New York state coronavirus death toll surpasses 15,000

The coronavirus death toll in New York state has surpassed 15,000, Gov. Andrew CuomoAndrew CuomoHochul raises .6 million since launching gubernatorial campaign Former aide says she felt 'abandoned' by Democrats who advanced Garcetti nomination as ambassador to India De Blasio says he won't run for New York governor MORE (D) announced Tuesday afternoon. 

Cuomo said the state reported 474 coronavirus-related deaths Tuesday, marking a “gentle decline” from the previous day, when the state saw 481 deaths. At its peak, New York saw 805 deaths on April 7.

The state’s death toll stands at 15,302.


The governor also announced that the number of people being admitted to hospitals declined for the ninth consecutive day, with the state appearing to be on the road to a downward curve in new cases. 

“We spoke truth, we spoke facts, we made decisions and we have a plan going forward,” Cuomo said at a daily press briefing.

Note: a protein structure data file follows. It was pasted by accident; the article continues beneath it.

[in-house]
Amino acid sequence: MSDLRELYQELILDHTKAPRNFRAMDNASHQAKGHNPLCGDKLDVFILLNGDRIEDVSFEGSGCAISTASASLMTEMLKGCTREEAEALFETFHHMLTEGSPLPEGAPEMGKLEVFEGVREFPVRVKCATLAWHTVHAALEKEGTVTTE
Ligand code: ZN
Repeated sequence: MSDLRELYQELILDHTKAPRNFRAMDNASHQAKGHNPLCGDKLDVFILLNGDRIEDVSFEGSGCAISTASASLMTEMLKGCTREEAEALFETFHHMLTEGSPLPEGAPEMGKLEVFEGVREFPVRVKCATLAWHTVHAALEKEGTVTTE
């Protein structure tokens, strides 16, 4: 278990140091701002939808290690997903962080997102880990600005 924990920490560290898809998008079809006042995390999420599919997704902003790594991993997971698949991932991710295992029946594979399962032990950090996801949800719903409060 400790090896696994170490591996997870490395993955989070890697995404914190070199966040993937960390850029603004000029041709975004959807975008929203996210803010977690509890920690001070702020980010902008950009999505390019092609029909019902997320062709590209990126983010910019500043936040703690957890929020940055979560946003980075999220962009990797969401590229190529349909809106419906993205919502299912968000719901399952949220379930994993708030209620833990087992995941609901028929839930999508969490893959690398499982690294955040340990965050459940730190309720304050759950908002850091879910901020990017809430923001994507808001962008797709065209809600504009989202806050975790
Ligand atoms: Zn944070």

Cuomo said New York is testing more people for coronavirus than any other state in the country and more per capita "than any country on the globe.” While New York can now conduct 20,000 tests a day, Cuomo said that testing needs to increase even more before restrictions on business and public life can be lifted.  

On Wednesday New York counted 4,812 new cases.

"We want more testing ... because when you identify a positive then you can isolate that person and that's exactly what we're trying to do," Cuomo said. "When you increase the number of tests, you're going to increase the number of people who test positive."

As of Wednesday afternoon there are 258,589 confirmed cases of the coronavirus in New York, including more than 141,235 in New York City. 

Cuomo announced that New York, New Jersey and Connecticut will launch a contact tracing program with the help of former New York City Mayor Michael BloombergMichael BloombergBiden's Jan. 6 speech was a missed opportunity to unite the nation Democrats must face the reality of their Latino voter problem Invest in kids and families now so that someday I'll be out of a job MORE, Johns Hopkins University and Vital Strategies.